- G/G: increased enzyme activity [ref] increased severity of schizophrenia [ref] increased risk of cognitive impairment (likely due to higher homocysteine) [ref]
Members: Your genotype for rs1805087 is —.
Check your genetic data for rs1050993 (AncestryDNA):
- A/A: increased risk of breast cancer[ref]; increased risk of congenital heart disease[ref]
- A/G: typical risk of breast cancer, increased risk of congenital heart disease
- G/G: typical
Members: Your genotype for rs1050993 is —.
Check your genetic data for rs2275565 (23andMe v4, v5; AncestryDNA):
- T/T: linked with higher homocysteine levels [ref] likely higher enzyme activity levels
- G/T: linked with higher homocysteine levels
- G/G: typical
Members: Your genotype for rs2275565 is —.
MTRR Genetic Variants:
Methionine synthase reductase has several fairly common variants that affect the production of the MTRR enzyme which regenerates vitamin B12 (methylcobalamin) for use by MTR and other enzymes. The variant rs1801394 (below) is also known as A66G, and it decreases this enzyme’s efficiency. It is a fairly common variant which is carried by about half the population. It seems that combinations of MTRR polymorphisms with MTHFR or other methylation cycle issues may be more of a concern than just carrying the single MTRR variant.
Check your genetic data for rs1801394 A66G (23andMe v4, v5; AncestryDNA):
- A/A: typical
- A/G: somewhat decreased enzyme efficiency; increased risk for male infertility, slightly increased risk for cancer; increased risk for colon cancer; increased risk for congenital heart disease
- G/G: decreased enzyme efficiency; increased risk for male infertility, slightly increased risk for cancer; increased risk for colon cancer; increased risk for congenital heart disease [ref][ref][ref][ref][ref]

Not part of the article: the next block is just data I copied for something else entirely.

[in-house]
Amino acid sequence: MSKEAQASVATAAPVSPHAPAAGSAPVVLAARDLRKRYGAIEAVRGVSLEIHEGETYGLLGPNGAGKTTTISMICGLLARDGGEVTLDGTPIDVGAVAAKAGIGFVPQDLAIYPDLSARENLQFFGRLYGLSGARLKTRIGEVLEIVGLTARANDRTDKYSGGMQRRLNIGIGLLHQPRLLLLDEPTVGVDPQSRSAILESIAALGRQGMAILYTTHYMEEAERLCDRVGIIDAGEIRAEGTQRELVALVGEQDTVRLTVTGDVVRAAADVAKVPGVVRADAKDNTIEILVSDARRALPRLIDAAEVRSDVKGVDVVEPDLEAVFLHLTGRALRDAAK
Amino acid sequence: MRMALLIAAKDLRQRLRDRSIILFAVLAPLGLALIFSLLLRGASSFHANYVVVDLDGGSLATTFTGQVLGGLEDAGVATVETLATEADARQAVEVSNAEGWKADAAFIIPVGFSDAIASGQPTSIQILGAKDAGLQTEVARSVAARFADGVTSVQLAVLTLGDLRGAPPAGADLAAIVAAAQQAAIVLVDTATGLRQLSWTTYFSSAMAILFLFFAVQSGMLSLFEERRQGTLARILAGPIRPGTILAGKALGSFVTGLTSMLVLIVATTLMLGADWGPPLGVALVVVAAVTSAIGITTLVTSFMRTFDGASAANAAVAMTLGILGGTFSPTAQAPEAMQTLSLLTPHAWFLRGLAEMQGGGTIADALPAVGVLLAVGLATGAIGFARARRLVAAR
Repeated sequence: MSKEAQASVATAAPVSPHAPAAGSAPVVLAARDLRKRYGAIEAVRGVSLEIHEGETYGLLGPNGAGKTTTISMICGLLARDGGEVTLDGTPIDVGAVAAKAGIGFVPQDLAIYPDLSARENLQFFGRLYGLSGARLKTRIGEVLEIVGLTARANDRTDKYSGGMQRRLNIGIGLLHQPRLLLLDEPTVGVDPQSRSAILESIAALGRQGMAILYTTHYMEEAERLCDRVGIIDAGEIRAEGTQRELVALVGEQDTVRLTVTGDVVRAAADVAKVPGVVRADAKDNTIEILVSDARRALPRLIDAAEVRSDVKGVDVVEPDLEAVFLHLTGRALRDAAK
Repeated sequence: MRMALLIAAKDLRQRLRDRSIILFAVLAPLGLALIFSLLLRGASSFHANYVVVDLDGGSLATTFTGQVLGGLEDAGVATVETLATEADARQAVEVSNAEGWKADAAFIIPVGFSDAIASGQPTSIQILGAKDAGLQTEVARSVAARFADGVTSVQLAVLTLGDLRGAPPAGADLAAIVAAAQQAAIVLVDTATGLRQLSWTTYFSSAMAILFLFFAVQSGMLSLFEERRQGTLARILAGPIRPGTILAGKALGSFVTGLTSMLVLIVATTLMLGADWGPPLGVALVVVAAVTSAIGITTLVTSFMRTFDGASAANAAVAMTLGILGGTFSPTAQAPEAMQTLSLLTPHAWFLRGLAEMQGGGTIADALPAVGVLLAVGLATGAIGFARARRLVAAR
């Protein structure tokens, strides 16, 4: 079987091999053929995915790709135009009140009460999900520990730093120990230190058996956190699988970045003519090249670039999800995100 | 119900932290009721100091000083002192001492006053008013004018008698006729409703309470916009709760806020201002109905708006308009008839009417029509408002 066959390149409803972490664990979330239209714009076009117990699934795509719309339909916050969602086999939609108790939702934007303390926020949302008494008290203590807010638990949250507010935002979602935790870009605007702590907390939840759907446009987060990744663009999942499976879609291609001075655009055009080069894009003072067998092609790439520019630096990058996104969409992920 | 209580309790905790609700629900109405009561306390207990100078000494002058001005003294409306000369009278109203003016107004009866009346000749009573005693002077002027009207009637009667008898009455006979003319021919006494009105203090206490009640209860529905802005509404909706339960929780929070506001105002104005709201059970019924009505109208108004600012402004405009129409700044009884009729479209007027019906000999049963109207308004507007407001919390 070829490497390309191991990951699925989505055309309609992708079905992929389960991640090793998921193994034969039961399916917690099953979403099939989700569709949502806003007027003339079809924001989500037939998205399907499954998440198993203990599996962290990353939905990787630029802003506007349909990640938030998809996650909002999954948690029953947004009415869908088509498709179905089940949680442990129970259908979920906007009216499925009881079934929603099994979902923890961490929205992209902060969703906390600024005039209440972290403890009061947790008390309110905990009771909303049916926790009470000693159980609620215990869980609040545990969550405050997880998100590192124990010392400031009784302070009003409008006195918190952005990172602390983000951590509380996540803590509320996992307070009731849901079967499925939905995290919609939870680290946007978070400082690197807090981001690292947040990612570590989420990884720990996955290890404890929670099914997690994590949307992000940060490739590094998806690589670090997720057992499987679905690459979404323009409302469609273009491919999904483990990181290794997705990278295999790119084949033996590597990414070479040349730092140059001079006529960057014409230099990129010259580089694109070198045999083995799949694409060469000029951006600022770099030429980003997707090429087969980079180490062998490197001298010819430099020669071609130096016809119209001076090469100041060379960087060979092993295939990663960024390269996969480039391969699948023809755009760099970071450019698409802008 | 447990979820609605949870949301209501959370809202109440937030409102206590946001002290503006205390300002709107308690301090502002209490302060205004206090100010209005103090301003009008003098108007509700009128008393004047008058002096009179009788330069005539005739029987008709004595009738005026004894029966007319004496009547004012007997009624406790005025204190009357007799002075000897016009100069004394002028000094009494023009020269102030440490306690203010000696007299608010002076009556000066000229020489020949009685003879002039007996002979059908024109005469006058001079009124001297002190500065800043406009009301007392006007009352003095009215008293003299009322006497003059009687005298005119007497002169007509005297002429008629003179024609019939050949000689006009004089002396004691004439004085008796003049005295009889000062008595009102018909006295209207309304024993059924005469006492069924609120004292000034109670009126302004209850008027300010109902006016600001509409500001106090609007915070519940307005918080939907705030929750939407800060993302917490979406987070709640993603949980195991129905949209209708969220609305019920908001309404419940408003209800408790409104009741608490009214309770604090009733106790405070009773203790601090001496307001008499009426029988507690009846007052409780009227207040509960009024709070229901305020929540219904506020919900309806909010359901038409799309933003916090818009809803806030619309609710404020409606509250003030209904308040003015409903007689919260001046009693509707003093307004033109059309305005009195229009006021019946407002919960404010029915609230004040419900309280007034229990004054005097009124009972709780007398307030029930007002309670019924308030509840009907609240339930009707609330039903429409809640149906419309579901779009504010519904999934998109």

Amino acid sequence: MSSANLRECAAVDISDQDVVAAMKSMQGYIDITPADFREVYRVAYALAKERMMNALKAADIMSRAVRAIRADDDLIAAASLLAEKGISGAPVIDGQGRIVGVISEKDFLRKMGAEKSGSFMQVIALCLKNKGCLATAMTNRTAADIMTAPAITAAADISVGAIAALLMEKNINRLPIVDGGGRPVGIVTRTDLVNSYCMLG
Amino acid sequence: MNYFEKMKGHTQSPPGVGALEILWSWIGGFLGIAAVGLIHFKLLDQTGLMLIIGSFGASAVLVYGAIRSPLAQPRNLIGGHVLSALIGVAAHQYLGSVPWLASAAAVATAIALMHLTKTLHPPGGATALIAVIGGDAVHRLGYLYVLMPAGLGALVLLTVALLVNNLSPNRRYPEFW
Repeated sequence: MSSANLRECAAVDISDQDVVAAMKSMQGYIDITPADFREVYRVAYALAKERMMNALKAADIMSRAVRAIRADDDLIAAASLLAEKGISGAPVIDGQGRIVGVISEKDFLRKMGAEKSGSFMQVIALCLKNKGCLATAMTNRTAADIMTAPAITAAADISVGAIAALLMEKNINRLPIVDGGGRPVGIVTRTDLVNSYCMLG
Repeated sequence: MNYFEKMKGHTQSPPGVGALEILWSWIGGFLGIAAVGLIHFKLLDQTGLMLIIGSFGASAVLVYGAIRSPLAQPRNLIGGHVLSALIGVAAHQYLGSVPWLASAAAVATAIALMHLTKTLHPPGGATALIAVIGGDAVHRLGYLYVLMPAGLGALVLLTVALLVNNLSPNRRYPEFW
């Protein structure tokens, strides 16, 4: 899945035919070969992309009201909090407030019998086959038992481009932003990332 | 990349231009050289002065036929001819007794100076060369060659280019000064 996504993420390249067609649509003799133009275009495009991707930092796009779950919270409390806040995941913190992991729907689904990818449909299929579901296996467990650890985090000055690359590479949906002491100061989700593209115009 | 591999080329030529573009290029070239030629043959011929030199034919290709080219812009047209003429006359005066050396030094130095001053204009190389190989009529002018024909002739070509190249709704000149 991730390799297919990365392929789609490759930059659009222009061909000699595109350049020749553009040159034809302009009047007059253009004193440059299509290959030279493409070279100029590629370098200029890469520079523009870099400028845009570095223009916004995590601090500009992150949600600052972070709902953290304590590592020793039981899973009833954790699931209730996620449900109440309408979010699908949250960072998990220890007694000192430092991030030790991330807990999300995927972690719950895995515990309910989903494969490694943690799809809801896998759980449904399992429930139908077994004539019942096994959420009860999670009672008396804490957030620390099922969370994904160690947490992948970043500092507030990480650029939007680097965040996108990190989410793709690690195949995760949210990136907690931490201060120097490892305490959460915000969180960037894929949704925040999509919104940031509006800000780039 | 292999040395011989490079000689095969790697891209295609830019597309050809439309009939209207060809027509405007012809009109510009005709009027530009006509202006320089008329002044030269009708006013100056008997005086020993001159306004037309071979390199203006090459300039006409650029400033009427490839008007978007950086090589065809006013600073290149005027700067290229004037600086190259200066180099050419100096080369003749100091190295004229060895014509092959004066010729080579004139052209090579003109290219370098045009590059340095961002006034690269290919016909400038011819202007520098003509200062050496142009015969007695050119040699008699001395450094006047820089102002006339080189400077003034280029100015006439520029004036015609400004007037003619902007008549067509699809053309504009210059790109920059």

Members: Your genotype for rs1801394 is —.
Zinc: MTR uses methylB12 (methylcobalamin) and zinc as cofactors in the reaction of converting homocysteine to methionine. Thus, an increase in enzyme activity (e.g. rs1805087) could keep homocysteine levels lower (generally a good thing), but only if there is plenty of methylcobalamin (B12). So people with this variant should ensure that they are getting methyl-B12 and zinc, either through diet or supplements.
Folate and B12: A healthy diet high in folate and B12 seems to be essential for overcoming any deficits created by these two polymorphisms.
Foods high in folate include:
- leafy greens
- chicken liver
- beef liver
Vitamin B12 is only found in animal products with liver being an excellent source.
Caution on MethylB12: If you have the MTRR polymorphisms and are considering supplementing with B-12, you should first read this article on COMT. There are four different types of B-12, and some work better than others, depending on your COMT variants.
Related Genes and Topics:
Folate & MTHFR
The MTHFR gene codes for a key enzyme in the folate cycle. MTHFR variants can decrease the conversion to methyl folate.
CBS variants and low sulfur
This article digs into the high quality research on the common CBS genetic variants to determine if there is any evidence suggesting everyone should be on a low-sulfur diet. Read through the research and check your genetic data.